For example, I will try to find contacts or connections for a specific objective within my professional network. If I’ve gained anything in my career so far, it’s because I’ve been helped by a lot of really smart and compassionate people, so I try to be compassionate to others as well.
Similarly, when I’m appreciative of someone, I try to be really specific in how and when I thank them. I also make it a note to talk to their business managers. Even if they just joined the company a month ago, I’ll mention that this new person helped me with something I was working on, and it could help give them some visibility and also maybe even build some confidence.
It’s an excellent way to stay humble and motivated because you see how many great people you work with. It’s also inspiring; it makes you want to put your best foot forward.
Iterable is great at that too. We have a Slack channel to give others shout-outs for anything they’ve helped. It’s an active channel because there are a lot of gracious people here.
What’s the funniest mistake you’ve made, and how’d you handle it?
Most of my mistakes have something to do with technology, especially in the era of remote work and the pandemic.
For example, I went to share my screen for a presentation I was giving. I did the token: “Can everyone see my screen?” And they replied and said, “Well, we see it…”
But it was just a bunch of NHL stats.
I’m a huge hockey fan, and I was looking at them earlier, but I shared the wrong window. I played it off as a joke and was just like, “Oh, you guys don’t want to talk about the Avalanche plus/minus for a few minutes?”
Another time was when I worked at SendGrid, I presented a deck that I prepared for a company, and instead of having their data in the slide, I had some anonymized example data. So I said, “These are important metrics, but thankfully these aren’t yours. Boy, would THAT be embarrassing.”
You have to be self-deprecating and goofy. That’s an excellent way to get through the mistake, but it’s also a way to make that connection and not take yourself too seriously.
What’s the smallest hill you are willing to die on?
One hill I will die on is that the semicolon is the best punctuation ever; it’s not even a close competition. I even fire them into my text messages out of principle. Come at me, oxford comma people!
Another one is that you should always take your shopping cart back to the front of the store or at least to the cart corrals in the parking lot. It tells a lot about a person if they do this…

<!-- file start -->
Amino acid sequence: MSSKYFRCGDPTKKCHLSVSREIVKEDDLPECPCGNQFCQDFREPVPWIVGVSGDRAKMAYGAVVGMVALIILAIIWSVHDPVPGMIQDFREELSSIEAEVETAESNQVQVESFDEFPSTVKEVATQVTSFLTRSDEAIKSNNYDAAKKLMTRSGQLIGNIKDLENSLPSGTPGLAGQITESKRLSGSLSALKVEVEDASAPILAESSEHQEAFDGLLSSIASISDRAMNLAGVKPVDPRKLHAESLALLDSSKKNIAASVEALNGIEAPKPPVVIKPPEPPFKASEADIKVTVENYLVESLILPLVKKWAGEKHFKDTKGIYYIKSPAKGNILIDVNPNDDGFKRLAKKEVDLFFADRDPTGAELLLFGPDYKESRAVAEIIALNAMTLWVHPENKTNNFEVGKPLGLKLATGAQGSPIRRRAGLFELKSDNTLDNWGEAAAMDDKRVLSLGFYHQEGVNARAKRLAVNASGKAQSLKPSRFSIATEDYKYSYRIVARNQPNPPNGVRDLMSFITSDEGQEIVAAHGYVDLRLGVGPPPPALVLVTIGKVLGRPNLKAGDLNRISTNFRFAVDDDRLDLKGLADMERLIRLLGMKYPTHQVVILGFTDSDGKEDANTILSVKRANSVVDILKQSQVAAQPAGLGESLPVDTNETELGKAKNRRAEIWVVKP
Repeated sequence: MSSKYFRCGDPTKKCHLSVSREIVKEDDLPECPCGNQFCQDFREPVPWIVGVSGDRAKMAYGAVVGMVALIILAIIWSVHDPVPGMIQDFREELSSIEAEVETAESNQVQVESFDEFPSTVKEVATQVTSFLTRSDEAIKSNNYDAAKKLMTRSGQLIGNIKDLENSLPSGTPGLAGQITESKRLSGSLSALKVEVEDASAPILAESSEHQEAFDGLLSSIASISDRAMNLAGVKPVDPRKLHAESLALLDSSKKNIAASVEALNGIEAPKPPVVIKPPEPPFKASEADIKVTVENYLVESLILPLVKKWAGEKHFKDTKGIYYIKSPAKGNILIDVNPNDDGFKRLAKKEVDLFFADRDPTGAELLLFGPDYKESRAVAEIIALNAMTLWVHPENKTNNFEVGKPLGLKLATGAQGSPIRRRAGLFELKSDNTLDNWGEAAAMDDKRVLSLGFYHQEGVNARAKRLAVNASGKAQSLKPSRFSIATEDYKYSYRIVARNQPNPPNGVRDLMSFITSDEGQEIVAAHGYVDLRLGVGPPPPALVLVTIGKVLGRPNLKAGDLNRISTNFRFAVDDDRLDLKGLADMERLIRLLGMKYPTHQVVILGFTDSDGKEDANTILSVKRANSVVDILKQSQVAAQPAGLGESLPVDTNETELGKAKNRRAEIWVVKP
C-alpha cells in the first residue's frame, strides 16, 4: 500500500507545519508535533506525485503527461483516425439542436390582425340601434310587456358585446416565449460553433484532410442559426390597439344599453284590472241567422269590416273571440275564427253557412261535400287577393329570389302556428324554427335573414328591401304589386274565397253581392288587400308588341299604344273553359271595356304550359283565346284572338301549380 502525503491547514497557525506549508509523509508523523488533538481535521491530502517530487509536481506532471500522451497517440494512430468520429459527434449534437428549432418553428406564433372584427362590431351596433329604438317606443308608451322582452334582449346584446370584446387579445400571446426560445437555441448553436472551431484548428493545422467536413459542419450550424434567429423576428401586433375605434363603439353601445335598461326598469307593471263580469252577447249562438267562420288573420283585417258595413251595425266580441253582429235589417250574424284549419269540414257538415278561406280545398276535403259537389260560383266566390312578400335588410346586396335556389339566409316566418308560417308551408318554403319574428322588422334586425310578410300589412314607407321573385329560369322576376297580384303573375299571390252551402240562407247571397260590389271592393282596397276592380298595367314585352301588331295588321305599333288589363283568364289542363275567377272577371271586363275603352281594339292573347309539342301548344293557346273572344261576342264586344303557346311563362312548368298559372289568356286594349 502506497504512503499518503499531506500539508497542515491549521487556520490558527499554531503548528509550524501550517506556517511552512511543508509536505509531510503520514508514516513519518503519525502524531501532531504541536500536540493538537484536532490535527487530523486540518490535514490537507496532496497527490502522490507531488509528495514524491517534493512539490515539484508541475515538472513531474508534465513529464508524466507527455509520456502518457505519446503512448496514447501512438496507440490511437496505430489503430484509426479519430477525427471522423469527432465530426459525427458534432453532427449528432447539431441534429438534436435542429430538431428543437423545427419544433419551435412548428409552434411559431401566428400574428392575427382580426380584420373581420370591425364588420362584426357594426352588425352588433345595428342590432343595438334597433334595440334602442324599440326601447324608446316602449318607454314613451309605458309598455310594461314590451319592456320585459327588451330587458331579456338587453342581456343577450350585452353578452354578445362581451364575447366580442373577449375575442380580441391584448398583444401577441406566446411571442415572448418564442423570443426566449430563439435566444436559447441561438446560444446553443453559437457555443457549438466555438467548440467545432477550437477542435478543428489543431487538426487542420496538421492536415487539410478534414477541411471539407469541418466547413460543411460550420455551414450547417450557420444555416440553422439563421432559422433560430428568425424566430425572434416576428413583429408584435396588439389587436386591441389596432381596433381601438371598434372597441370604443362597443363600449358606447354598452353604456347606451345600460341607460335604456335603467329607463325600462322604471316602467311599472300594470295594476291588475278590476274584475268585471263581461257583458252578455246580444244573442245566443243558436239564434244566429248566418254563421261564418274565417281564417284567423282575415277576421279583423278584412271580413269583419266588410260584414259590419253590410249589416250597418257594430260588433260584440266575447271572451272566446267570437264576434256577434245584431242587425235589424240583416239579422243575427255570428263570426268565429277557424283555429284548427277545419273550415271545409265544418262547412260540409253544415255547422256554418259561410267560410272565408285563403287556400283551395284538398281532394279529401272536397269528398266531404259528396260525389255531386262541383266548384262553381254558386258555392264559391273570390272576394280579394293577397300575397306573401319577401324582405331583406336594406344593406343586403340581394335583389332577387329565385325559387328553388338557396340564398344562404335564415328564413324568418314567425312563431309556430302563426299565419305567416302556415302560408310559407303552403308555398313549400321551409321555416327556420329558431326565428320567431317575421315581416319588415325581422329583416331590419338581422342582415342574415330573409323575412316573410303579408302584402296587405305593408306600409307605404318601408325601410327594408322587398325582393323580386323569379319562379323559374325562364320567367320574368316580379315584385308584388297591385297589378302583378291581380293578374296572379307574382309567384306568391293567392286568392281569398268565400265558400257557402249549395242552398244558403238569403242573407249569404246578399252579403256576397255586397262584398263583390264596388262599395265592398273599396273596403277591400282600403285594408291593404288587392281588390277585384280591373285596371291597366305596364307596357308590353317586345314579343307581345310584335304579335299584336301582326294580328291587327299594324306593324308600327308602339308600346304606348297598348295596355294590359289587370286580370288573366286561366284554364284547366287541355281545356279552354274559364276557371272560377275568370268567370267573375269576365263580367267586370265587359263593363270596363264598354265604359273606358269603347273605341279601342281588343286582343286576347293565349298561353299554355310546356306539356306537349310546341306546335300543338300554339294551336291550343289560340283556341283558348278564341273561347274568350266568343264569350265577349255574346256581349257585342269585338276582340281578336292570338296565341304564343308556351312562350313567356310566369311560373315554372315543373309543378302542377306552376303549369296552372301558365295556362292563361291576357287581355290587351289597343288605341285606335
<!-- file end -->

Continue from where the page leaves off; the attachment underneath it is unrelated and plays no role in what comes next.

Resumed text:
How would you explain DMARC to your grandparents, friends, or relatives?
The easiest way to explain DMARC to someone would be that it’s a way for a company to take direct ownership and have more visibility into its overall brand security.
Your brand is a reflection of your online presence, and I can’t think of a single brand out there that wouldn’t value having a high degree of security around their domain in general. They’re also protecting their customers from people impersonating them, therefore helping reinforce customer trust.
The other half of that, which is really important and powerful too, is that it gives the brand owners agency over how strict they want to be with security. You get visibility into potential threats you face and can then decide on policy type for how strictly you need to enforce your brand’s email. So it provides a ton of excellent data too.
If you don’t secure your brand, that apathy is taken advantage of every single day. Your customers will eventually not even get your email because of mailbox provider filters, but not before they lose faith in the authenticity of the content they get, so brands need to get ahead of it.
Get started with DMARC
As Seth mentioned, getting visibility into your domain is one of the first steps toward brand and domain protection.
Valimail Monitor makes it easy to gain that visibility into all of your domain’s sending services.
Sign up for a free account today and take that next step towards protecting your domain with DMARC.
If you’d like to share your thoughts with us or nominate a leader in the email space to be featured, don’t hesitate to reach out to firstname.lastname@example.org!